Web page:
How to Use the World as a Mirror for Personal Growth

mirroring for personal developmentEvery day, the world serves as your mirror. Whatever you see or experience provides a reflection of yourself.

What do I mean by that?

Mirroring is the concept that everything around you reflects back information about you. Any person, situation, or environment that triggers negative emotion in you provides you with the opportunity to recognize in yourself a quality you lack or possess.

How to Look in the Mirror

Consider someone that always seems to irritate you. Whatever bothers you about that person is a reflection of a quality you either lack (and wish you possessed) or possess (but don’t want to admit you express or wish you lacked).

Maybe you live in a city, and the trash you see on the streets makes you angry. Ask yourself, “What does this mirror to me?” If you are honest with yourself, you might realize that you’ve got a lot of trash, too—possibly in the form of old emotional baggage. Or you leave your kitchen sink filled with dirty dishes for days or have stacks of old magazines and papers all over your apartment. The trash on the street reflects that information back to you.

If a coworker’s rudeness bothers you, look at whether they’re reflecting your own rudeness. If not, maybe they’re mirroring the fact that you’re always nice so try not to ruffle anyone’s feathers. Perhaps you never speak up or express your genuine emotions or thoughts. Instead, you always appear outwardly pleasant and happy when, inside, you are irritated, impatience, and judgmental. That person’s rudeness bothers you because you wish you could express yourself—maybe not be rude—but authentically share how you feel and what you think.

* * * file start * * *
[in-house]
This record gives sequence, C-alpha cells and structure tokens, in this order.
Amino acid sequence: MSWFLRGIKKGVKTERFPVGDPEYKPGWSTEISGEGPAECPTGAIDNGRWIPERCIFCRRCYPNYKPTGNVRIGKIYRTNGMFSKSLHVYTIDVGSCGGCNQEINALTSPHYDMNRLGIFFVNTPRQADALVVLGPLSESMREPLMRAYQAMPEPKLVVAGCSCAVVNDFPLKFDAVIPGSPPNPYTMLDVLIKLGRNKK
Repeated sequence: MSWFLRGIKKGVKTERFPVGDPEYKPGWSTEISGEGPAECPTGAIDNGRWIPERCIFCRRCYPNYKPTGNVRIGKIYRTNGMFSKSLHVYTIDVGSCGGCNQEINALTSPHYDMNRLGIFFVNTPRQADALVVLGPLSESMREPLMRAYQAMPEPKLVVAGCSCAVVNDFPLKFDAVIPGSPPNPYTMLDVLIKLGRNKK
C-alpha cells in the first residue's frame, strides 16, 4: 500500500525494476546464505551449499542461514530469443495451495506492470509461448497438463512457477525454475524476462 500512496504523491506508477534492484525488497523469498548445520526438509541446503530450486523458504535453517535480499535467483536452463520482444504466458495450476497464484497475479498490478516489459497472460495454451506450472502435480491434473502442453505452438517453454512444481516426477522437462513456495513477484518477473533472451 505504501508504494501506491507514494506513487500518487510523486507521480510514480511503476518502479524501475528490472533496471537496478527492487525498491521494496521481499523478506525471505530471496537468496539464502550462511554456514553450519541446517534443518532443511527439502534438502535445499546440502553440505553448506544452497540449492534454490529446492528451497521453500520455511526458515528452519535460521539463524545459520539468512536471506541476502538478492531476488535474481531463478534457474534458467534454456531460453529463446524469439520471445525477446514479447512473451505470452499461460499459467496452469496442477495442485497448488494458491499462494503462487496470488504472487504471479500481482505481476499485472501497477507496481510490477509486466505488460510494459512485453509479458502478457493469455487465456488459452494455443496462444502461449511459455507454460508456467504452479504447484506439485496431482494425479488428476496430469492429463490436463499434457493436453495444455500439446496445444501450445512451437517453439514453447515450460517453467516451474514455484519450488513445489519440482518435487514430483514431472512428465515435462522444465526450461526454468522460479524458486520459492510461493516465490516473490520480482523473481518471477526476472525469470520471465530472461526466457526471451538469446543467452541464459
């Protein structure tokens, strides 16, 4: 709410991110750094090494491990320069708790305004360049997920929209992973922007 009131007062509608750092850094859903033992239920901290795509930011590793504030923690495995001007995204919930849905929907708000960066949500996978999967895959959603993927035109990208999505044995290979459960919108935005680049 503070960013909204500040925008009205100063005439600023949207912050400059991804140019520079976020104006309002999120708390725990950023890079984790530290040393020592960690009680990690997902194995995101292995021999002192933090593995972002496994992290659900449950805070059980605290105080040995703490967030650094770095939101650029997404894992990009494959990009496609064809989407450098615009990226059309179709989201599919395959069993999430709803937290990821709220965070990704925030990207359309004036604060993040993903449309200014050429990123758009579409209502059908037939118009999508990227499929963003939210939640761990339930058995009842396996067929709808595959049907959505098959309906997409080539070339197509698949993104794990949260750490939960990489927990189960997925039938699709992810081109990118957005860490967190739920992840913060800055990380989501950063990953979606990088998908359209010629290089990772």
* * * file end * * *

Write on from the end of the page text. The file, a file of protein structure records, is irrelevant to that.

The world mirrors back to you all the time. It’s important to understand that reflection.

What Happened When I Looked into a Mirror

Recently, I got upset with a family member. I was so mad, and I spoke to everyone about this person’s behavior. “He’s so selfish and self-centered,” I said over and over again.

I also felt sad…sad that this person wasn’t being thoughtful or treating another family member with compassion. I felt terrible for that family member, and as I would talk about the other person’s behavior, I’d cry.

What the heck?

I was looking in a mirror. I was at fault of similar behavior. “Really?” I thought. “Is that me?” When I acknowledge that it was—to some degree, I was shocked.

The Mirroring Opportunity

At that moment, I had an opportunity—to change.

I asked myself, “Is that who I want to be—like this person I’m criticizing? Is that how I want to behave?”

I responded, “No. That is not who I want to be. I want to step into my best self who is somebody compassionate, considerate, grateful, and appreciative—especially with the people I love who do a lot for me.”

The mirror gave me the opportunity to step into the person I wanted to be and to express the qualities I valued.

What are Your Mirrors?

To find your mirrors, look around and pay attention to the emotions you feel. Or answer these questions:

  • Who upsets me or brings out negative emotions in me?
  • What situations do I most struggle with?
  • What do I judge?

Look at these people or situations as mirrors of yourself. Then answer this question: How am I like them in some sense, or what do they have that I don’t.

Look for the qualities they embody that you don’t. For instance, if you become irritated at people who are competitive, ambitious, and work hard and who get acknowledged at work and receive promotions, it’s time to take a look at whether you have the same level of ambition and the same work ethic—or if you do not. Maybe these people irritate you because you don’t want to put out that much effort but you want the same results.